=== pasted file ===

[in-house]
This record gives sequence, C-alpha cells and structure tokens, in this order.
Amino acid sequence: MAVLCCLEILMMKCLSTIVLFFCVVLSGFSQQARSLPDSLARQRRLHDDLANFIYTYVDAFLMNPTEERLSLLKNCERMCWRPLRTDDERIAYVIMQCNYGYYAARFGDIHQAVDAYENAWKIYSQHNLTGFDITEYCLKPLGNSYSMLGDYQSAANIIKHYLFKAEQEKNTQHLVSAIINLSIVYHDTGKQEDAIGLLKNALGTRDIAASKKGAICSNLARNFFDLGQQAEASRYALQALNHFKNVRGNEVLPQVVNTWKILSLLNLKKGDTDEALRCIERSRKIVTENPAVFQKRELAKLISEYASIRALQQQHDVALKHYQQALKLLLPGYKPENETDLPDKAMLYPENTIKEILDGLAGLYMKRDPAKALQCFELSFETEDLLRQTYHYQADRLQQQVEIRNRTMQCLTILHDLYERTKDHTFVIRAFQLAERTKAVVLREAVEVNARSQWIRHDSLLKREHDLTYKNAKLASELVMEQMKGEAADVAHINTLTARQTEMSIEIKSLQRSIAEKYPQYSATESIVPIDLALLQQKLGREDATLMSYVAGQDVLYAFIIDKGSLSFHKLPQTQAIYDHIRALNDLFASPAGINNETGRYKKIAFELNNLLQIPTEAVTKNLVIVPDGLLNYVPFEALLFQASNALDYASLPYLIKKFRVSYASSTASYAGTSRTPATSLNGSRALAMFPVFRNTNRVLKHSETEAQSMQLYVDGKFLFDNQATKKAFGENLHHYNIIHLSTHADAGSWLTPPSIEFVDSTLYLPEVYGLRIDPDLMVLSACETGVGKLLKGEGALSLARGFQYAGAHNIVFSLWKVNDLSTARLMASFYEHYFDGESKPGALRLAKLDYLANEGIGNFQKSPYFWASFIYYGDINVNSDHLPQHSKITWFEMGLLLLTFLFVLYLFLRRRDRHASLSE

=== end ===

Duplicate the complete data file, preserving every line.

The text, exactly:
[in-house]
This record gives sequence, C-alpha cells and structure tokens, in this order.
Amino acid sequence: MAVLCCLEILMMKCLSTIVLFFCVVLSGFSQQARSLPDSLARQRRLHDDLANFIYTYVDAFLMNPTEERLSLLKNCERMCWRPLRTDDERIAYVIMQCNYGYYAARFGDIHQAVDAYENAWKIYSQHNLTGFDITEYCLKPLGNSYSMLGDYQSAANIIKHYLFKAEQEKNTQHLVSAIINLSIVYHDTGKQEDAIGLLKNALGTRDIAASKKGAICSNLARNFFDLGQQAEASRYALQALNHFKNVRGNEVLPQVVNTWKILSLLNLKKGDTDEALRCIERSRKIVTENPAVFQKRELAKLISEYASIRALQQQHDVALKHYQQALKLLLPGYKPENETDLPDKAMLYPENTIKEILDGLAGLYMKRDPAKALQCFELSFETEDLLRQTYHYQADRLQQQVEIRNRTMQCLTILHDLYERTKDHTFVIRAFQLAERTKAVVLREAVEVNARSQWIRHDSLLKREHDLTYKNAKLASELVMEQMKGEAADVAHINTLTARQTEMSIEIKSLQRSIAEKYPQYSATESIVPIDLALLQQKLGREDATLMSYVAGQDVLYAFIIDKGSLSFHKLPQTQAIYDHIRALNDLFASPAGINNETGRYKKIAFELNNLLQIPTEAVTKNLVIVPDGLLNYVPFEALLFQASNALDYASLPYLIKKFRVSYASSTASYAGTSRTPATSLNGSRALAMFPVFRNTNRVLKHSETEAQSMQLYVDGKFLFDNQATKKAFGENLHHYNIIHLSTHADAGSWLTPPSIEFVDSTLYLPEVYGLRIDPDLMVLSACETGVGKLLKGEGALSLARGFQYAGAHNIVFSLWKVNDLSTARLMASFYEHYFDGESKPGALRLAKLDYLANEGIGNFQKSPYFWASFIYYGDINVNSDHLPQHSKITWFEMGLLLLTFLFVLYLFLRRRDRHASLSE